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The Manual of French Literature which we present to the public to-day is the English edition of the Manuel de Littérature française by DR CHARLES Pletz, late second master of the Royal French College, Berlin. This work, of which the fifth edition has just appeared', has met with some favour in Germany, Belgium, and Holland, and is extensively used in the upper classes of German public schools. It differs from the present volume in that the biographies, analyses, and notes which it contains, are written in French, and that the latter are more especially designed for German readers. Now it is a consummation much to be desired that the standard in the upper French classes should be high enough to allow of the use of such a book: i. e. that the boys in them should be able to read average French easily and without more than an occasional reference to the dictionary; but at present this is unfortunately far from being the case in most English schools. The reasons are not far to seek: the principal being that the importance of Modern Languages as a subject of study is not yet sufficiently recognized either by the Schools themselves or by the Universities, and hence that the time at the disposal of the French master is utterly inadequate. We believe that at most schools it does not exceed two or three hours a week, an amount which certainly does not allow of any portion of it being devoted to anything but grammatical study and reading. This consideration, coupled with numerous requests from masters who were acquainted with the French edition and were desirous of using the book, induced us to prepare an English edition, which, while providing the same amount of extracts from French authors, should save the student trouble by presenting the biographies etc. in an English form. A further motive was supplied by the wish to make the book available for the large and increasing class of candidates in the various public examinations, in all of which the French language and literature

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now forms one of the subjects, while the time that can be given to the study is necessarily limited.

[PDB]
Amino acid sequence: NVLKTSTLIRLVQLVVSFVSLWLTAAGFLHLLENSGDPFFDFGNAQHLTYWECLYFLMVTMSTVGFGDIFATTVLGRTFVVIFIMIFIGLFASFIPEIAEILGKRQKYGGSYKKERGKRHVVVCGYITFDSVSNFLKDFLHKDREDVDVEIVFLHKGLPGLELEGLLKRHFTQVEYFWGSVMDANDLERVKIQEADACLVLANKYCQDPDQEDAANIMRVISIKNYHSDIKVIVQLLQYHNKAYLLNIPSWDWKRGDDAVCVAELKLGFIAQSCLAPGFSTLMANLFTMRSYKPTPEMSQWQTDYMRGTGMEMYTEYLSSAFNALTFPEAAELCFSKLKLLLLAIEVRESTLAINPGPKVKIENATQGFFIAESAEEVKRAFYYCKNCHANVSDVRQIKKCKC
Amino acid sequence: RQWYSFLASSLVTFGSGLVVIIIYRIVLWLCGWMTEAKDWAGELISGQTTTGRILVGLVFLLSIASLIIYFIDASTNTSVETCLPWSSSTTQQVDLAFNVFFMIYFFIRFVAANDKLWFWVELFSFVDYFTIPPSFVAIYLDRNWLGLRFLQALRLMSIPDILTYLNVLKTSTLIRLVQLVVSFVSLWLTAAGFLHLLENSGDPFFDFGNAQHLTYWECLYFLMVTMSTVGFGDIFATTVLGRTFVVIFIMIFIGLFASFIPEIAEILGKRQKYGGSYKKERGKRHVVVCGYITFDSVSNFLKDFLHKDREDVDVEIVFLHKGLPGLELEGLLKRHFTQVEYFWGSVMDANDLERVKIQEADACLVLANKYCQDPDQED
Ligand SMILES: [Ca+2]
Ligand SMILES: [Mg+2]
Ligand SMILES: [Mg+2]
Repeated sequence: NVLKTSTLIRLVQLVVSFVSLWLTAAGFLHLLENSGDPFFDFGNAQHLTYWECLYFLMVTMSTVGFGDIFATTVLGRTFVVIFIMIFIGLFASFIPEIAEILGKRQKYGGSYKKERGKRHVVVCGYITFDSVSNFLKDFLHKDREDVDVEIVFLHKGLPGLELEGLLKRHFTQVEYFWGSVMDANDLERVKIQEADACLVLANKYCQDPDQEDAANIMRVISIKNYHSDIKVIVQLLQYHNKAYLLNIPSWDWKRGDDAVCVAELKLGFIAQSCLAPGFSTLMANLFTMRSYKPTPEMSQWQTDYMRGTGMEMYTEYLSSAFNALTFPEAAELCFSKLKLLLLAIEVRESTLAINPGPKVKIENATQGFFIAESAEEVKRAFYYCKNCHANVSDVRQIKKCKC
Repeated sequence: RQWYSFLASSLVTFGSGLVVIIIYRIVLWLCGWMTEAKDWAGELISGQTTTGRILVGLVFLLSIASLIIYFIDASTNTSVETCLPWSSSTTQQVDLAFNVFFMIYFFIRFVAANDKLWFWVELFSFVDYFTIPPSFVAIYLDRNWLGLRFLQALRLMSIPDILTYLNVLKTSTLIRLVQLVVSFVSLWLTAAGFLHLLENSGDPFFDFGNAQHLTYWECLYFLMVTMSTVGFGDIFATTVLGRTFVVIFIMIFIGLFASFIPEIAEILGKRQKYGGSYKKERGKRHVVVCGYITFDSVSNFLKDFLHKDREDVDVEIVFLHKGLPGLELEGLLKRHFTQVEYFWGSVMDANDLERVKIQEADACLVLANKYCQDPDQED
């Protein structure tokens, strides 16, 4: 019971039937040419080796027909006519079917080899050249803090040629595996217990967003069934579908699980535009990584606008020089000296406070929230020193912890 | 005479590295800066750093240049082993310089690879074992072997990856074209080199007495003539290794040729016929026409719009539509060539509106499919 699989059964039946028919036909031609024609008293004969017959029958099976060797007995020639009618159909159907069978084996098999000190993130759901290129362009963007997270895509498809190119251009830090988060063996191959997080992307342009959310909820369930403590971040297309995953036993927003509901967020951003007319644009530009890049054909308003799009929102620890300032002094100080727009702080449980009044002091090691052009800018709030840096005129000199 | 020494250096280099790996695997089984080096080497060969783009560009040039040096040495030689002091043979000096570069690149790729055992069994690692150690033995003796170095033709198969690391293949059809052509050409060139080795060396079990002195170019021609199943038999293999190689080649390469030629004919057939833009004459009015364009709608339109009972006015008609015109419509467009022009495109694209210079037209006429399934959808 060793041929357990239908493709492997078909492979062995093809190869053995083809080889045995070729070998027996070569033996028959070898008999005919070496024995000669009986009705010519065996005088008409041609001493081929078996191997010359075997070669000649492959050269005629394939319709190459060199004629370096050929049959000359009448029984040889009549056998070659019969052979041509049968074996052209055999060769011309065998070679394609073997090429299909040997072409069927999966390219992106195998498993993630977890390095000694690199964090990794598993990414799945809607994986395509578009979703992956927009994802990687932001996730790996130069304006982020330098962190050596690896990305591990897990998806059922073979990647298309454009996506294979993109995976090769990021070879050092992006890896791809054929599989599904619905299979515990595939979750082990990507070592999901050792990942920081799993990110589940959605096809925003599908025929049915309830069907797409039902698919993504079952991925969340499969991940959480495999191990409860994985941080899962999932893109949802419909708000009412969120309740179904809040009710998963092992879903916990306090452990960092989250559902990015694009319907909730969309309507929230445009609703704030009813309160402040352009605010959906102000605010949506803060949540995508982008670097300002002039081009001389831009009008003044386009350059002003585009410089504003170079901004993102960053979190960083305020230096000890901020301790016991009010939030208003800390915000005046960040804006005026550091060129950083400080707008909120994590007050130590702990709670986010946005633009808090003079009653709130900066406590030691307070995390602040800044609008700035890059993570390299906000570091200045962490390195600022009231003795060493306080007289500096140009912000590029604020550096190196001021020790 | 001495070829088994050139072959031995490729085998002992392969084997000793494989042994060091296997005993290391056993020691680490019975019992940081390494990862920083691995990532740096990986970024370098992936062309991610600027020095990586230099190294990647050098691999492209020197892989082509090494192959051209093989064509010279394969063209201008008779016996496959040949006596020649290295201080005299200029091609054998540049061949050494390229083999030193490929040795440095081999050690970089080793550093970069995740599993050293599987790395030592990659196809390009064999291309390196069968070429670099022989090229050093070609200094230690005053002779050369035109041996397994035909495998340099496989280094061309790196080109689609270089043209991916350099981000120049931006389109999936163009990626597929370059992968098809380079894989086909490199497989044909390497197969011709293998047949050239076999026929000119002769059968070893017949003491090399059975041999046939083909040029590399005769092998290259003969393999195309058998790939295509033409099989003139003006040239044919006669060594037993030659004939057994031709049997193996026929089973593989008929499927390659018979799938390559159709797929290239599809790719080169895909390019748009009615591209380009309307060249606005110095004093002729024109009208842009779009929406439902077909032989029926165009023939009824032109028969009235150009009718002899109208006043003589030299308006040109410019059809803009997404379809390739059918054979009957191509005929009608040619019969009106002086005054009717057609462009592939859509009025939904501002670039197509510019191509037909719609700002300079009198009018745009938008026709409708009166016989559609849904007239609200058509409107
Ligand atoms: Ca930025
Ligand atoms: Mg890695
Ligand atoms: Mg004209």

From our own experience we venture to think that a Manual of French Literature containing a number of carefully selected extracts provides more suitable reading for English students than a succession of entire plays or tales. The inconveniences which attend the use of the latter are many, not the least being the constantly arising necessity for a change of books, and the impossibility of reading through an entire work in one term, with but one hour a week available for the purpose, while only a very few separate works have been edited with sufficient care in this country. In the present volume will be found an ample choice of pieces to last a class for several years: it contains extracts, connected by continuous analyses, from more than thirty plays, and from the variety of its contents affords an opportunity of changing at any time from prose to poetry, from history to fiction, from grave to gay. The lyrical poems have been specially chosen from those best adapted for committing to memory, a practice which cannot be too strongly recommended to English students.

The selection of authors we present to the reader begins with the time of Corneille and Pascal, i. e. with the period, during which the language first settles into its present form, and ends with the latest of contemporary writers. But we have thought it useful to prefix an introduction containing an historical sketch of the rise and formation of the French language, together with an analysis of the literature from the trouvères to Corneille. We have moreover endeavoured, by means of numerous philological notes added to the text of the authors of the 17th century, to direct attention to the various changes which have taken place in the language. As to the spelling we have adopted that given in the last edition of the Dictionnaire de l'Académie for all the extracts except those contained in the Introduction.